I was initially going to give this book a very good review.
I was totally expecting an obviously anti-coke, liberal environmental tome - Silent-Spring- or Al-Gore-esque.
But the first half was very tasteful, very respectful, and I felt a very objective history of the company.
I was very pleased with the first half, and hoping we would continue in this same broad scope into the modern time...But part 2 takes us very close up and personal to the individuals involved in the current union and human rights and environmental issues with the company.
I understand and expected this book to be anti coke. I was expecting the case to be made on broad terms. I think it was very well set up for this conclusion.
But instead the author wants to make the point that the broad historical practices and philosophy of the company has lead directly to the very specific issues now.
I get it. And the point was made. But these felt like separate books. And the counter claims made by the opposition characters in the second half, are not elaborated adequately.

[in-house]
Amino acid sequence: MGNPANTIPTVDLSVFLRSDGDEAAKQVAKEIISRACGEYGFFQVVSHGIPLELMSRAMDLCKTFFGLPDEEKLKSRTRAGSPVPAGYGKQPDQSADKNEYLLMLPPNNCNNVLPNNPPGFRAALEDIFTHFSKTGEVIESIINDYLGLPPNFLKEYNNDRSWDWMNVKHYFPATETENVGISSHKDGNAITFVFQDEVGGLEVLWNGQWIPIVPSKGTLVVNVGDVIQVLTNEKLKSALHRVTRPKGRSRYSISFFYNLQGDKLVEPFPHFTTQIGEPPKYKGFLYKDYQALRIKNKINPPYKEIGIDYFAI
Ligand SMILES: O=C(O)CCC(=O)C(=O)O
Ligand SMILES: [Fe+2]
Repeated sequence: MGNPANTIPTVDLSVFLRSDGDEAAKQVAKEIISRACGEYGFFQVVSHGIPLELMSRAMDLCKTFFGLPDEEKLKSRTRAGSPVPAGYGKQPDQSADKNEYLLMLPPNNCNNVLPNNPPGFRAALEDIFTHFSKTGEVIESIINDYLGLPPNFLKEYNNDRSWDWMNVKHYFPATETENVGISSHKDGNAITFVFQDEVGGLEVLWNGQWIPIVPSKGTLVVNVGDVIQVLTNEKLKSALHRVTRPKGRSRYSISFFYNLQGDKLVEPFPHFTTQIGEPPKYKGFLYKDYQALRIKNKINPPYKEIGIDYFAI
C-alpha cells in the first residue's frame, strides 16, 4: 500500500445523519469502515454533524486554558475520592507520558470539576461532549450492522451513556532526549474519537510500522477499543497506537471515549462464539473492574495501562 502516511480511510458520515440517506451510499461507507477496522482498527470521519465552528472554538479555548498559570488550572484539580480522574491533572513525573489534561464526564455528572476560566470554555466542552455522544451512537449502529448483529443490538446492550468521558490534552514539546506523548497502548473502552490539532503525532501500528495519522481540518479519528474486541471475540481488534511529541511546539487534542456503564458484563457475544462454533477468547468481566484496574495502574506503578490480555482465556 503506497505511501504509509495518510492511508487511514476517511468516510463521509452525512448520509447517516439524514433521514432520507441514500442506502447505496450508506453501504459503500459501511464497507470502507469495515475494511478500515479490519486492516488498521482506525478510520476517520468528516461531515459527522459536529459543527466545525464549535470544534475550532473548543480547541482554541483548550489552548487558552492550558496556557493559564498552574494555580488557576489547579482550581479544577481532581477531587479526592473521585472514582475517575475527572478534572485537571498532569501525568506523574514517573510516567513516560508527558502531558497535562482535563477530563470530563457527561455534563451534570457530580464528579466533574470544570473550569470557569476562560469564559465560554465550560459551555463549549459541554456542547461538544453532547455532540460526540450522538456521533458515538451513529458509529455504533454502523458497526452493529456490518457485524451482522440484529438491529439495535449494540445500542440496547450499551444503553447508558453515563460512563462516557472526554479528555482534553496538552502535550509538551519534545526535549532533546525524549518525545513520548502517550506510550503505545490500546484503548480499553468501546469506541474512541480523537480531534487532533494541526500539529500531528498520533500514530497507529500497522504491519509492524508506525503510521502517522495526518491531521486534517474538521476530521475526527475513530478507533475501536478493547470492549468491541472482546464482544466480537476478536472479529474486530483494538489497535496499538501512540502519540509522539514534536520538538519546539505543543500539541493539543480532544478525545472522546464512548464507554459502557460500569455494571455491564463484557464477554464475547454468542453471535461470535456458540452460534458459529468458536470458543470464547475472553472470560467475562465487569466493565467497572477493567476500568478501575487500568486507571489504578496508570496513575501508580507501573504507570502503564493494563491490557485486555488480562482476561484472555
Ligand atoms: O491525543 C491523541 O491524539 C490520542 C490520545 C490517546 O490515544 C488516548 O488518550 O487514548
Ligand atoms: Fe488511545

If this book were split into two, it would have time to develop both points and conclusions. But this book already ran long, and had nowhere near enough scope, in my opinion, to target the specific issues the author wanted to.
The author gave up their objectivity quickly in the second half, and I personally felt manipulated by the first half at that point...I don’t like the tricks. Write an environmental tome, or write a history book. Don’t sell me one and hit me with the other.